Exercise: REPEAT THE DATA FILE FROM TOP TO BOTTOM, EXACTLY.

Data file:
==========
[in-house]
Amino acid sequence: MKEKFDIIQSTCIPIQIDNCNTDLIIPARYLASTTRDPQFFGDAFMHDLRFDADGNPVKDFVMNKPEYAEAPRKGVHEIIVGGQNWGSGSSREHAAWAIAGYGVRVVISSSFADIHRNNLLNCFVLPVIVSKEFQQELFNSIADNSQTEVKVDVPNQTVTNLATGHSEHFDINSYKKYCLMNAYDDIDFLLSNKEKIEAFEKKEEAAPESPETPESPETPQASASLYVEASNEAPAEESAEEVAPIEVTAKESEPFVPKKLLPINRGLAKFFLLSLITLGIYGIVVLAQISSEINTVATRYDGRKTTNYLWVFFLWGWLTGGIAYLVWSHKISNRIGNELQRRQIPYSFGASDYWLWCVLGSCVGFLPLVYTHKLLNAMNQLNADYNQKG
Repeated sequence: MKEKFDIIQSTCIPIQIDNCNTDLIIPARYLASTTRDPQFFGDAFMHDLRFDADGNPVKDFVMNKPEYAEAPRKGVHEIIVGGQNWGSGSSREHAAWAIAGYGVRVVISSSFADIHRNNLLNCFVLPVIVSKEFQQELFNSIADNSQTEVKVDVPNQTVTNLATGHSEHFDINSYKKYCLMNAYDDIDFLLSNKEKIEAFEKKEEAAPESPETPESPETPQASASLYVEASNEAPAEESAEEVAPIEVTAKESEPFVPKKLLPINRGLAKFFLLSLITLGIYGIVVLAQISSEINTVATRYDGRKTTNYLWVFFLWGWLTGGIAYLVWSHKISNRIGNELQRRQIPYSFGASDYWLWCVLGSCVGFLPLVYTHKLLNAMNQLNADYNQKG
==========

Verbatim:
[in-house]
Amino acid sequence: MKEKFDIIQSTCIPIQIDNCNTDLIIPARYLASTTRDPQFFGDAFMHDLRFDADGNPVKDFVMNKPEYAEAPRKGVHEIIVGGQNWGSGSSREHAAWAIAGYGVRVVISSSFADIHRNNLLNCFVLPVIVSKEFQQELFNSIADNSQTEVKVDVPNQTVTNLATGHSEHFDINSYKKYCLMNAYDDIDFLLSNKEKIEAFEKKEEAAPESPETPESPETPQASASLYVEASNEAPAEESAEEVAPIEVTAKESEPFVPKKLLPINRGLAKFFLLSLITLGIYGIVVLAQISSEINTVATRYDGRKTTNYLWVFFLWGWLTGGIAYLVWSHKISNRIGNELQRRQIPYSFGASDYWLWCVLGSCVGFLPLVYTHKLLNAMNQLNADYNQKG
Repeated sequence: MKEKFDIIQSTCIPIQIDNCNTDLIIPARYLASTTRDPQFFGDAFMHDLRFDADGNPVKDFVMNKPEYAEAPRKGVHEIIVGGQNWGSGSSREHAAWAIAGYGVRVVISSSFADIHRNNLLNCFVLPVIVSKEFQQELFNSIADNSQTEVKVDVPNQTVTNLATGHSEHFDINSYKKYCLMNAYDDIDFLLSNKEKIEAFEKKEEAAPESPETPESPETPQASASLYVEASNEAPAEESAEEVAPIEVTAKESEPFVPKKLLPINRGLAKFFLLSLITLGIYGIVVLAQISSEINTVATRYDGRKTTNYLWVFFLWGWLTGGIAYLVWSHKISNRIGNELQRRQIPYSFGASDYWLWCVLGSCVGFLPLVYTHKLLNAMNQLNADYNQKG